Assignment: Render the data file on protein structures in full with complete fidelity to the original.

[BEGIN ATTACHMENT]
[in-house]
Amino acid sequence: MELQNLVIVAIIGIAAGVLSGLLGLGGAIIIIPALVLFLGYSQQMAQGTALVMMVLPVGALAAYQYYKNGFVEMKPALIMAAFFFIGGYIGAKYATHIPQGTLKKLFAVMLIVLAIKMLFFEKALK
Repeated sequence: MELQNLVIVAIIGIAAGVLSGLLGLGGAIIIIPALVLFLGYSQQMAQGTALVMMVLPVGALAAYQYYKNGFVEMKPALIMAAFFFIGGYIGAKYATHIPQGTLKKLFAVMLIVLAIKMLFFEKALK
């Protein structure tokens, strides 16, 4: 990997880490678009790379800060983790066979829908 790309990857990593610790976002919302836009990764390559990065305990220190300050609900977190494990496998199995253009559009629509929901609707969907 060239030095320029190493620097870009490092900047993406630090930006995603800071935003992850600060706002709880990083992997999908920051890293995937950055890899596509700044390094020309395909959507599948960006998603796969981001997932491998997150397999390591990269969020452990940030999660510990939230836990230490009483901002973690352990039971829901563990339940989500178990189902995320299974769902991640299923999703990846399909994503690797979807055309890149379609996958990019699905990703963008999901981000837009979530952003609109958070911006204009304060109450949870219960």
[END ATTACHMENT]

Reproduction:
[in-house]
Amino acid sequence: MELQNLVIVAIIGIAAGVLSGLLGLGGAIIIIPALVLFLGYSQQMAQGTALVMMVLPVGALAAYQYYKNGFVEMKPALIMAAFFFIGGYIGAKYATHIPQGTLKKLFAVMLIVLAIKMLFFEKALK
Repeated sequence: MELQNLVIVAIIGIAAGVLSGLLGLGGAIIIIPALVLFLGYSQQMAQGTALVMMVLPVGALAAYQYYKNGFVEMKPALIMAAFFFIGGYIGAKYATHIPQGTLKKLFAVMLIVLAIKMLFFEKALK
């Protein structure tokens, strides 16, 4: 990997880490678009790379800060983790066979829908 790309990857990593610790976002919302836009990764390559990065305990220190300050609900977190494990496998199995253009559009629509929901609707969907 060239030095320029190493620097870009490092900047993406630090930006995603800071935003992850600060706002709880990083992997999908920051890293995937950055890899596509700044390094020309395909959507599948960006998603796969981001997932491998997150397999390591990269969020452990940030999660510990939230836990230490009483901002973690352990039971829901563990339940989500178990189902995320299974769902991640299923999703990846399909994503690797979807055309890149379609996958990019699905990703963008999901981000837009979530952003609109958070911006204009304060109450949870219960």